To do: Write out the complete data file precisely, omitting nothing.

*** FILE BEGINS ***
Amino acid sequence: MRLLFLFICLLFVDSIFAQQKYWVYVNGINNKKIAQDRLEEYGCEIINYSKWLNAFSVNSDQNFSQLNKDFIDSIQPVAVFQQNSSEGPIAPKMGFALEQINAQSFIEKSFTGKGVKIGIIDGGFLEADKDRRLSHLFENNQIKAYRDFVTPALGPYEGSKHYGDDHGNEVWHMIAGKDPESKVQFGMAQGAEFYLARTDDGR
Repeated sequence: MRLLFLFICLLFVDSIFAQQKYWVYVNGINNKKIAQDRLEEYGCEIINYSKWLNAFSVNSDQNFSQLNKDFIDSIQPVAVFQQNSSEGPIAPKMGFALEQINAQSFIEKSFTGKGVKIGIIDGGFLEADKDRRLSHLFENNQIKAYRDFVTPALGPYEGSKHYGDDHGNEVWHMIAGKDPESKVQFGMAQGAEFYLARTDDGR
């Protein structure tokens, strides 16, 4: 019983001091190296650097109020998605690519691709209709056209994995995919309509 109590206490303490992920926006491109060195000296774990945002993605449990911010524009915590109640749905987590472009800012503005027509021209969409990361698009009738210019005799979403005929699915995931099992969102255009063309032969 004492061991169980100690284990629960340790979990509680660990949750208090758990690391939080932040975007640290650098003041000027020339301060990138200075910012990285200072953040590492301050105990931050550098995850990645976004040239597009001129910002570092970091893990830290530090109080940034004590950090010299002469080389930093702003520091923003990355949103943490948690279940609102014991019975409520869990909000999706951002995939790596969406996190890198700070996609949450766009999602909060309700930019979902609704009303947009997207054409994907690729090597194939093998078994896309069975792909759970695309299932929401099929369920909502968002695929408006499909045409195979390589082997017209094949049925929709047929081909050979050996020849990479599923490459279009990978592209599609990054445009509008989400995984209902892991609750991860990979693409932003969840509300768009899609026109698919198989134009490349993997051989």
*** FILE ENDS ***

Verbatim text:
Amino acid sequence: MRLLFLFICLLFVDSIFAQQKYWVYVNGINNKKIAQDRLEEYGCEIINYSKWLNAFSVNSDQNFSQLNKDFIDSIQPVAVFQQNSSEGPIAPKMGFALEQINAQSFIEKSFTGKGVKIGIIDGGFLEADKDRRLSHLFENNQIKAYRDFVTPALGPYEGSKHYGDDHGNEVWHMIAGKDPESKVQFGMAQGAEFYLARTDDGR
Repeated sequence: MRLLFLFICLLFVDSIFAQQKYWVYVNGINNKKIAQDRLEEYGCEIINYSKWLNAFSVNSDQNFSQLNKDFIDSIQPVAVFQQNSSEGPIAPKMGFALEQINAQSFIEKSFTGKGVKIGIIDGGFLEADKDRRLSHLFENNQIKAYRDFVTPALGPYEGSKHYGDDHGNEVWHMIAGKDPESKVQFGMAQGAEFYLARTDDGR
């Protein structure tokens, strides 16, 4: 019983001091190296650097109020998605690519691709209709056209994995995919309509 109590206490303490992920926006491109060195000296774990945002993605449990911010524009915590109640749905987590472009800012503005027509021209969409990361698009009738210019005799979403005929699915995931099992969102255009063309032969 004492061991169980100690284990629960340790979990509680660990949750208090758990690391939080932040975007640290650098003041000027020339301060990138200075910012990285200072953040590492301050105990931050550098995850990645976004040239597009001129910002570092970091893990830290530090109080940034004590950090010299002469080389930093702003520091923003990355949103943490948690279940609102014991019975409520869990909000999706951002995939790596969406996190890198700070996609949450766009999602909060309700930019979902609704009303947009997207054409994907690729090597194939093998078994896309069975792909759970695309299932929401099929369920909502968002695929408006499909045409195979390589082997017209094949049925929709047929081909050979050996020849990479599923490459279009990978592209599609990054445009509008989400995984209902892991609750991860990979693409932003969840509300768009899609026109698919198989134009490349993997051989």